Because foreclosure properties sell for a loss to the lender, they are investor hotspots. Once a buyer determines their financial capacity and the potential bargain price, they need to bring their bid to the table. This step is especially vital in states where bidders are expected to bring the full amount in cash or a cashier’s check up to the plate. Not meeting these basic requirements could disqualify you from bidding. Finance options for investors or buyers who do not use cash include home equity lines of credit if they have enough equity in their existing primary residence. Keep in mind, that bidders who do not fulfill their entire amount usually can not get a refund on any deposits they may have made at the auction.

5. Make the bid

Be sure to call the trustee the day before the auction one last time and check if the auction has been cancelled or postponed. New auction dates are one piece of information a bidder should demand.

If all went according to plan, the bidder should arrive at the location arranged by the auctioneer ASAP.

6. Finalize the ownership

Seek out all of the necessary documents that verify that you were the winner of the auction. Find out all of the further steps that must be taken before the property is officially yours (This will usually take a few days to a month).

How to purchase a REO (Real Estate Owned Property)

A foreclosured home becomes a REO when the property is brought back by the bank or servicer due to the lack of a successful sale at a foreclosure auction. This process not only removes any chance the previous owner had of redeeming themselves and acquiring the property back, but also removes the liens that may have still been on the title. It is possible these liens could have been the factor that delayed the sale.

REO’s are often listed by Realtors, making it easier to get rid of them. This is why official REO properties are better for first-time home buyers or primary residence shoppers when buying a home.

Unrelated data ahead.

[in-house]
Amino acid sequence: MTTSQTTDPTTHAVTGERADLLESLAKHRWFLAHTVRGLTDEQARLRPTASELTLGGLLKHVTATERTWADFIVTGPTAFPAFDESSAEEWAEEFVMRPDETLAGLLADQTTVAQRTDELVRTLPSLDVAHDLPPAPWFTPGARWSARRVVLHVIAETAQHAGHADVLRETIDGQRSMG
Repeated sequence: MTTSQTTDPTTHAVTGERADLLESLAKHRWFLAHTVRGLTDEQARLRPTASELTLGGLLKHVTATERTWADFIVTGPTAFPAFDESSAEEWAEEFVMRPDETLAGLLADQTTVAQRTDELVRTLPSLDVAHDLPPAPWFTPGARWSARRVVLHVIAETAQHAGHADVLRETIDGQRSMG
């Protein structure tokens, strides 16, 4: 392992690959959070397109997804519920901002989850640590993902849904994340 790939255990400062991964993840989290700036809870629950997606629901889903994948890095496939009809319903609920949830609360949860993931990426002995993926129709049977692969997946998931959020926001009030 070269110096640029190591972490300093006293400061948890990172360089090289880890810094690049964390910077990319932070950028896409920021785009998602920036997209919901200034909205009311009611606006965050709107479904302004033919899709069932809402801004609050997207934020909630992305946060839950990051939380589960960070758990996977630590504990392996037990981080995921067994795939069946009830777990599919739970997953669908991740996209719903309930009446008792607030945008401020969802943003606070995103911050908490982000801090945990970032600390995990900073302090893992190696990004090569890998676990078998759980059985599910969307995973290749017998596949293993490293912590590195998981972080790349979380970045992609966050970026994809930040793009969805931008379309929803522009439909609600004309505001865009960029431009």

1. Find an agent or Realtor to work with you

Once you have found a REO listing, find a real estate agent or professional Realtor. There are plenty of reasons why you should hire your own real estate professional when buying a home, and not stick to the one that is selling the home.

It is noteworthy that the National Association of Realtors (NAR) provides Short Sales & Foreclosure Resource certification to agents who take a special class on the subject. This is one of the many reasons why Realtors are more efficient than typical real estate agents who only must abide by their local state standards. Realtors on the other hand have stricter national standards to abide by.

2. Research the market

Just like foreclosure auctions, REO property sales take research. Because of the cut down prices, homes that just endured foreclosure move by fast. Study your local distressed home market.

3. Inspect the home

One of the many perks of buying from a REO vs. an auction sale, is that you can conduct a home inspection because REO sales are typically through a legitimate real estate company and are not trying to be sold directly by a lender as quickly as possible.

Hire a good inspector to go over the home and determine any abuses the former owners may have done on the home. This step will also come in handy when negotiating the price, which is another perk that does not usually come with a home sold at auction.

4. Establish financing

Setting up financing in advance is crucial. To do this, you will have to establish that your credit score is sufficient, and that you can provide a down payment that is required for the type of loan your pursue.

If you are looking for a a great mortgage and you need a good loan officer to work with, we recommend that you call Erik Sandstrom with New American Funding at 1-800-779-4547. He can help you run your credit and get prequalified for a new mortgage.